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Imipramine Induced Elevation of Prolactin Levels in Patients with HIV/AIDS Improved their Immune Status



Prolactin is known to have significant immunomodulatory properties. Imipramine, a monoamine oxidase inhibitor, stimulates prolactin production because it decreases dopamine which inhibits secretion of prolactin. The study objective was to determine if use of imipramine can result in immunological benefits for HIV-positive patients by restoration and preservation of immunological function. A cohort of 19 retroviral positive patients was identified for the prospective study which continued for a 28-week period. Three patients dropped out before the study began. Inclusion criteria accepted only patients on the same highly active antiretroviral therapy (HAART) regimen for a nine-month period and who had reached a plateau with respect to the CD4 cell count and also had no prior history of antidepressant use for a 12-month period. This study had a “before and after” design, patients serving as their own control. The study drug imipramine was prescribed for a 12-week period up to visit 4, and then discontinued for 4-weeks (washout period) at which time blood investigations were done at visit 5. Finally, patients were prescribed the study drug for a further 12-week period to the end of the trial (visit 7). At the 95 per cent probability level, significant differences in average prolactin and CD4 levels from visit 4 to the end of the trial period were recorded. Results showed a trend of prolactin levels decreasing after washout (p = 0.015) and increasing by the end of the trial period once imipramine dispensation had recommenced (p = 0.006). With respect to the CD4 cell count, there was a significant increase after wash-out (p = 0.022). These results indicate a trend to immune boosting in HIV-positive patients who had obtained the maximum response from HAART.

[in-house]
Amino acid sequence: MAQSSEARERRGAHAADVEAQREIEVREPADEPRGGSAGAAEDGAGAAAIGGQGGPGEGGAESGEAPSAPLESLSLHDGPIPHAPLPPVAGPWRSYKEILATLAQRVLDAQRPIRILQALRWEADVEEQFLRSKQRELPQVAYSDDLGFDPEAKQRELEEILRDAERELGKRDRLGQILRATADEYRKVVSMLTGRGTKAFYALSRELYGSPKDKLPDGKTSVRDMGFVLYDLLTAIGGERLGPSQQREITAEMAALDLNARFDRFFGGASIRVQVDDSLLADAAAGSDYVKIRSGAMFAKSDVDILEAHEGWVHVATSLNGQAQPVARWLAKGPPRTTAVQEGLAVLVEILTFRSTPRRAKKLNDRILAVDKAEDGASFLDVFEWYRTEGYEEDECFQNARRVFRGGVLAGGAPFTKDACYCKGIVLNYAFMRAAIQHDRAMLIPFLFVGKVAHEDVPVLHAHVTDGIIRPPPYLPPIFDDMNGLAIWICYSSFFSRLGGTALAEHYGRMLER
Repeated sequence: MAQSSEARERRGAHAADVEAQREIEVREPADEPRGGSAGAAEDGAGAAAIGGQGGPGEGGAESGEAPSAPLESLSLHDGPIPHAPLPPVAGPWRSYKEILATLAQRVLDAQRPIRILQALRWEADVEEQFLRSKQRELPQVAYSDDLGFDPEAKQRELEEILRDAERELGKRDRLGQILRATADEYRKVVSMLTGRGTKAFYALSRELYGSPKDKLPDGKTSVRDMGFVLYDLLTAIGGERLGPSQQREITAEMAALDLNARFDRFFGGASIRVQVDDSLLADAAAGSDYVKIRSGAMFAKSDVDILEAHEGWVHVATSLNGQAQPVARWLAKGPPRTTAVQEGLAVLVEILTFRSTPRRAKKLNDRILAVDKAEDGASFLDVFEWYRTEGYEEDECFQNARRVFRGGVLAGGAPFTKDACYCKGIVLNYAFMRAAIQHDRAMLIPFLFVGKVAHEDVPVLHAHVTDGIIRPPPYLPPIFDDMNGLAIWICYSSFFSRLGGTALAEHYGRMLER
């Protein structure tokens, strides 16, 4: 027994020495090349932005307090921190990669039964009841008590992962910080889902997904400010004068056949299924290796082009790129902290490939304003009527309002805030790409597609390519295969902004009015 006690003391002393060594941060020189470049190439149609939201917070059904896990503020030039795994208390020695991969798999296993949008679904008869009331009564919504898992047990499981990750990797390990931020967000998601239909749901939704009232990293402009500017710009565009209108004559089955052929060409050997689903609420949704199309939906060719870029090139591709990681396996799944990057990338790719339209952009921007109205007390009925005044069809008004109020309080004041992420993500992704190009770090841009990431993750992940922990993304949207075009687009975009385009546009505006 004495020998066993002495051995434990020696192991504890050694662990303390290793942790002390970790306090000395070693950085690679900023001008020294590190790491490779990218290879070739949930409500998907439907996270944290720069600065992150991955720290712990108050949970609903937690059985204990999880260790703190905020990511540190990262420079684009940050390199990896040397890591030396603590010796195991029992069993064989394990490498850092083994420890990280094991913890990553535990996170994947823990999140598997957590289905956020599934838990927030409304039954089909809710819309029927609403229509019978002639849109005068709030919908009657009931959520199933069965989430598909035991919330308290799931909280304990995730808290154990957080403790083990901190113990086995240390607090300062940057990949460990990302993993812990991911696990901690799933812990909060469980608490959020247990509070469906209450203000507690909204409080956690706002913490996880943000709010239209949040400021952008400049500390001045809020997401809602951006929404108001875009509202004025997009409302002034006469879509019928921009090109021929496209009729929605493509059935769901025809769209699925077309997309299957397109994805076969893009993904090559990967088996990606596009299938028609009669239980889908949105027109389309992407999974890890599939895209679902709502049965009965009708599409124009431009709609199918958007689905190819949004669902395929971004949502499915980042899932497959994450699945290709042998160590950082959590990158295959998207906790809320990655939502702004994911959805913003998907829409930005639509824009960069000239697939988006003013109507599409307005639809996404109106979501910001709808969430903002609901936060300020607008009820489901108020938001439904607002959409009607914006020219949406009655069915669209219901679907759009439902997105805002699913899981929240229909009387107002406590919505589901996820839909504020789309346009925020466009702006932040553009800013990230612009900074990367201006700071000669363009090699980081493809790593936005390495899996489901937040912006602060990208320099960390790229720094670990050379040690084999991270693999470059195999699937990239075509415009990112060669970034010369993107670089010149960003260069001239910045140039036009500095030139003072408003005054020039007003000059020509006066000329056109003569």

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e-Published: 18 Sep, 2013

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